What we have learned from modern observation
My recent study summarizes what we have known about the Antarctic Dipole (ADP) mode in southern high latitudes and associated atmospheric circulation patterns. The Antarctic Dipole is a part of ENSO global anomaly and represents the largest ENSO temperature anomaly outside of the tropical Pacific. For warm events, warm temperature and less sea ice occur in the Pacific center of the dipole while cold temperature and more sea ice occurs in the Atlantic center of the dipole simultaneously. Anomalous temperature and sea ice persist a few seasons in high latitudes after tropical forcing reach its maximum. A persisting high-pressure center exists in the Bellingshausen Sea accompanying the dipole anomaly for warm events. The subtropical jet is enhanced and polar front jet is weakened in the Pacific. In the same time the strong jet stream swings polarward in the Atlantic. In addition, polarward mean heat flux is stronger in the Pacific while weaker in the Atlantic. The La Nina scenario is just a mirror image of the El Nino scenario (Figure 1).
Earlier studies have attributed following mechanisms to the polar-tropical teleconnection: the stationary Rossby Wave associated with the tropical convection (Karoly, 1989), meridional thermal gradient change due to the SST change in the tropics (Rind et al., 2001) and regional meridional circulation change in the atmosphere (Liu et al., 2002). My study summarizes these mechanisms and presents a coherent hypothesis that explains the ENSO teleconnection. In the scenario of El Nino event, the warm SST in the tropical Pacific enhances the tropical convection and meridional thermal gradient from the equator to pole in the Pacific. This strengthens and contracts the Hadley Cell. As a consequence, the subtropical jet is strengthened and storm track is shifted equatorward in the South Pacific. The same tropical warming shifts the zonal circulation eastward creating the descending branch in the tropical Atlantic, which relaxes and expands the Hedley Cell there. Consequently, the storm track shifts polarward there (Rind et al., 2001). In the same time, the Ferrel Cell is strengthened in the Pacific and weakened in the Atlantic in response to the tropical warming. This generates more polarward heat flux in the Pacific and less polarward heat flux in the Atlantic, which directly influence the formation of the Antarctic dipole (Liu et al., 2002). Moreover, the PSA pattern triggered by the same tropical warming has a positive pressure center in the southeast Pacific. The curvature of the jet stream and frequent cyclones in the Atlantic basin (that are usually accompanied by ridges in the upstream) is surmised to create high pressure in the Bellingshausen Sea. These re-enforcements prolong and maintain this center of the PSA, which explains the observed blocking high associated with the warm events. The persisting high-pressure center creates a regional circulation that brings warm air to the polar region in the Pacific and cold air out of the Antarctic continent in the Weddell Sea and directly contributes the formation of the Antarctic Dipole (Figure 2). Therefore, the changes of polarward heat flux due to the changes in the regional Ferrel Cell and regional circulation created by the persisting high-pressure center in the southeast Pacific are the two critical mechanisms for the formation of the Antarctic Dipole. These two processes are both triggered by the ENSO events at the tropics. The changes in the Hadley Cell and Jet Stream links these two high-latitude processes to the tropical forcing. La Nina scenario presents a reversed circulation pattern in the South Pacific and South Atlantic (Figure 3).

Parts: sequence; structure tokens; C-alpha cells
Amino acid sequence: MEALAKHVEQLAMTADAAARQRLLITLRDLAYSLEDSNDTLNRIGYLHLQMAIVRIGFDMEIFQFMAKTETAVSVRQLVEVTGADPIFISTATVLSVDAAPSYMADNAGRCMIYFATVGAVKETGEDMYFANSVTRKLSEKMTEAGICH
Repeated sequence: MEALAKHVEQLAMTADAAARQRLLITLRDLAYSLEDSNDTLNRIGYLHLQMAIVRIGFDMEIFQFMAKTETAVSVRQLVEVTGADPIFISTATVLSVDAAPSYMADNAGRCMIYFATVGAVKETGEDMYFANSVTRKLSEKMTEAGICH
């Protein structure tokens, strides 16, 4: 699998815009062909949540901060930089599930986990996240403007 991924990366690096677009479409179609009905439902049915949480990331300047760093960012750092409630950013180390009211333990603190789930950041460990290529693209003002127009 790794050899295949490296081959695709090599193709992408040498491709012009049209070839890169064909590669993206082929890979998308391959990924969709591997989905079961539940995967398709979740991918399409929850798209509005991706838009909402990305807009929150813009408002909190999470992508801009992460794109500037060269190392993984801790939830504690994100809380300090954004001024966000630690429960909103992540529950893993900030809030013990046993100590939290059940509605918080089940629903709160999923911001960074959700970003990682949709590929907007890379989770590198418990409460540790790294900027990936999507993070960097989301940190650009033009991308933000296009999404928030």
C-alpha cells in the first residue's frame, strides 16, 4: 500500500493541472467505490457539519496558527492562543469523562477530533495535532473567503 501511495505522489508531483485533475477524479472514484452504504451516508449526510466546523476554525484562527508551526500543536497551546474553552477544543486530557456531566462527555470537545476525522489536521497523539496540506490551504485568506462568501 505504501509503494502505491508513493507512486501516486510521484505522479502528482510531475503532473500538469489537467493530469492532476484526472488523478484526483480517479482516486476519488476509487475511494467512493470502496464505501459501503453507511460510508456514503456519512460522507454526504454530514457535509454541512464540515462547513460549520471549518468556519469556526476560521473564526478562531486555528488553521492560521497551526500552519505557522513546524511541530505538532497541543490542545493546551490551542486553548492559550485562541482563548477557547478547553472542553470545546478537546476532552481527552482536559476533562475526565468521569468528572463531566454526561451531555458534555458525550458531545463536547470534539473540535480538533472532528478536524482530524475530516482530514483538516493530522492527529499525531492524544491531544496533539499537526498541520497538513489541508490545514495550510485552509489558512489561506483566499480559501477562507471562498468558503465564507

Atmospheric circulation patterns and the Antarctic Dipole in El Nino Scenario.
Atmospheric circulation patterns and the Antarctic Dipole in La Nina Scenario.
This page is maintained by Xiaojun Yuan. Last updated: 9/9/03